Chelating BPA

Discussion in 'Scientific Studies' started by haidut, Dec 10, 2013.

  1. haidut

    haidut Member

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    Actually, this should apply to all estrogenic chemicals similar to BPA contained in plastics. Just b/c the plastic container says "BPA-free" does not mean it is not harmful. Often they have BPS (a close relative of BPA), which is even more toxic and less studied than BPA. It looks like activated charcoal may be able to chelate BPA from the plasma:
    http://www.ncbi.nlm.nih.gov/pubmed/16173588

    As far as pulling it from the tissues - that's probably going to depend on liver health since BPA is fat soluble and the liver needs to make it water-soluble first and to get in the bloodstream (I think but but not sure). But it's a good start.
    Also, for women thinking of getting pregnant or already pregnant, it looks like folic acid may be able to provide some protection to the fetus from the effects of BPA:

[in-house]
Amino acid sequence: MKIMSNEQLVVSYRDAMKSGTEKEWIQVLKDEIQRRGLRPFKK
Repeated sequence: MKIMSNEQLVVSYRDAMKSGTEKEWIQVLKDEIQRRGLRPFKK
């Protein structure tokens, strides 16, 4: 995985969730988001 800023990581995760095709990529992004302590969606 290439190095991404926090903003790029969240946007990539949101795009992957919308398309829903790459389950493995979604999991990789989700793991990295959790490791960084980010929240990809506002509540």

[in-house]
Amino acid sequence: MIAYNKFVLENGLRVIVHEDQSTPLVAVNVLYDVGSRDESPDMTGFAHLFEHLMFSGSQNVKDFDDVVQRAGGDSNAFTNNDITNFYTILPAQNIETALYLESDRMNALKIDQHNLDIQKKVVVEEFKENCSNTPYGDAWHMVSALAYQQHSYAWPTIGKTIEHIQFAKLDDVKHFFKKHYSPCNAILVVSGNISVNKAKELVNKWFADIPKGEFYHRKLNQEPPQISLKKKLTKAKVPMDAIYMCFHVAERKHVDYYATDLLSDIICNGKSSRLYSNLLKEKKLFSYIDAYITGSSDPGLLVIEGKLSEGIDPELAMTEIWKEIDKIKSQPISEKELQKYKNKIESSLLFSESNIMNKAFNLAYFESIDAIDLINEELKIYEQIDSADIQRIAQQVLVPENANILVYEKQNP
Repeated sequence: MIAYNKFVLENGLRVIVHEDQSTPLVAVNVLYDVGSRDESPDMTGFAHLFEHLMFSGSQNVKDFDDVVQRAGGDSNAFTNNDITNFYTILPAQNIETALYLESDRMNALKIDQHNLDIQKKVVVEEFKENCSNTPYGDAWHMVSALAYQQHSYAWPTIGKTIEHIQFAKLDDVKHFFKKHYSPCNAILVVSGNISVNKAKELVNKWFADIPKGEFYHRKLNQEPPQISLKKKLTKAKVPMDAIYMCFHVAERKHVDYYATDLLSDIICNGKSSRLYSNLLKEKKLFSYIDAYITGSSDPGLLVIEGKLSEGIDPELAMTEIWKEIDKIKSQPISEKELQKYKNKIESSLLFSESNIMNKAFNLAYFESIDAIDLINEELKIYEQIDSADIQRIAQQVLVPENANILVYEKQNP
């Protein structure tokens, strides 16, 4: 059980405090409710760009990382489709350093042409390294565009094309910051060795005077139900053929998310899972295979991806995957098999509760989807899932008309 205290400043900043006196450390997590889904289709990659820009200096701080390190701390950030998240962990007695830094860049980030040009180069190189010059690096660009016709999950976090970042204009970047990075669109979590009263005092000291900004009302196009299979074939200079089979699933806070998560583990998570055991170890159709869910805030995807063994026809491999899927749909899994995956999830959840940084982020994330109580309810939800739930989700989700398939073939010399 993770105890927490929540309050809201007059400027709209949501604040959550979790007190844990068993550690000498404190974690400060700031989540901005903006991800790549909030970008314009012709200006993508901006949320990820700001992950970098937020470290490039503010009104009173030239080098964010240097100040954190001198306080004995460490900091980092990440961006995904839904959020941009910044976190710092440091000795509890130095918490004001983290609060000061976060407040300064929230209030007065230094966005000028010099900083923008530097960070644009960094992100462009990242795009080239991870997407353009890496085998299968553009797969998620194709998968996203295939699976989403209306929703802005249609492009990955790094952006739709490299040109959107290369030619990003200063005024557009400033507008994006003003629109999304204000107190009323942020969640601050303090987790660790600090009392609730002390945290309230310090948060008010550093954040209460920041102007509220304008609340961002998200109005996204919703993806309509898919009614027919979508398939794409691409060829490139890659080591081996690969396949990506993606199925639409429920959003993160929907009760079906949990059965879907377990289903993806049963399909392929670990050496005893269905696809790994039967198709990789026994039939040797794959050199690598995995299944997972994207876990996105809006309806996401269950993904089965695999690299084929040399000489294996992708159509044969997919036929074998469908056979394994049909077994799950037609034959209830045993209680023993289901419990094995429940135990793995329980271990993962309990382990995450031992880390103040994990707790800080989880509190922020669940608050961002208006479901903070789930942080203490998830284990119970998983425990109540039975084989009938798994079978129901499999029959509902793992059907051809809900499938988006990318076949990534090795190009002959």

http://www.ncbi.nlm.nih.gov/pubmed/17670942

    I already mentioned in other threads taking tocopherol (vitamin E) since it has been shown to bind to the estrogen "receptors" as antagonist and thus compete with BPA for entry into the cell and negating some/all of its estrogenic effects. Finally, it is important to take thyroid which competes with BPA for binding to the thyroid "receptors" also negates its anti-thyroid effects.
     
  2. Blossom

    Blossom Moderator

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    That is so interesting! I love how I feel when I take activated charcoal. I would probably take it everyday if I could. Can you? I always thought it was just helpful with endotoxin and have limited it to once per week.
     
  3. Peata

    Peata Member

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    I've taken it twice now in one week. How much are you taking at a time?
     
  4. Blossom

    Blossom Moderator

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    1/4-1/2 tsp. before bed. Before starting a Peat inspired lifestyle I took it more often and in capsule form of 10-20 capsules throughout the day. My endotoxin issues were much worse then.
     
  5. Mittir

    Mittir Member

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    Here is a RP quote on charcoal